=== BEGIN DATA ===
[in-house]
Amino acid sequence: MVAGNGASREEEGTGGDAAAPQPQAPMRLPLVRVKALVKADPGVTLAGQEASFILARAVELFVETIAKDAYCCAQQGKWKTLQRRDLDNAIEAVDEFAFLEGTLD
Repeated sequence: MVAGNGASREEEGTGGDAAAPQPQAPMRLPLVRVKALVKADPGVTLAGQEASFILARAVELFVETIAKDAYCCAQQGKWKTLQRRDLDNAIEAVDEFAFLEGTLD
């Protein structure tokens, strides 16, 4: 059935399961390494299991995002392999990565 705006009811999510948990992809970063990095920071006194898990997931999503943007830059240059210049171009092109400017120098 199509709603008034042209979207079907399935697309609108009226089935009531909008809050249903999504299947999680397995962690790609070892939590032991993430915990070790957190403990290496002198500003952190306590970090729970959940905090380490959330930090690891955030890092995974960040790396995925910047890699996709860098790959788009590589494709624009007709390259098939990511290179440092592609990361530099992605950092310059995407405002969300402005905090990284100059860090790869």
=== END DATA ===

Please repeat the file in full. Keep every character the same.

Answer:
[in-house]
Amino acid sequence: MVAGNGASREEEGTGGDAAAPQPQAPMRLPLVRVKALVKADPGVTLAGQEASFILARAVELFVETIAKDAYCCAQQGKWKTLQRRDLDNAIEAVDEFAFLEGTLD
Repeated sequence: MVAGNGASREEEGTGGDAAAPQPQAPMRLPLVRVKALVKADPGVTLAGQEASFILARAVELFVETIAKDAYCCAQQGKWKTLQRRDLDNAIEAVDEFAFLEGTLD
């Protein structure tokens, strides 16, 4: 059935399961390494299991995002392999990565 705006009811999510948990992809970063990095920071006194898990997931999503943007830059240059210049171009092109400017120098 199509709603008034042209979207079907399935697309609108009226089935009531909008809050249903999504299947999680397995962690790609070892939590032991993430915990070790957190403990290496002198500003952190306590970090729970959940905090380490959330930090690891955030890092995974960040790396995925910047890699996709860098790959788009590589494709624009007709390259098939990511290179440092592609990361530099992605950092310059995407405002969300402005905090990284100059860090790869």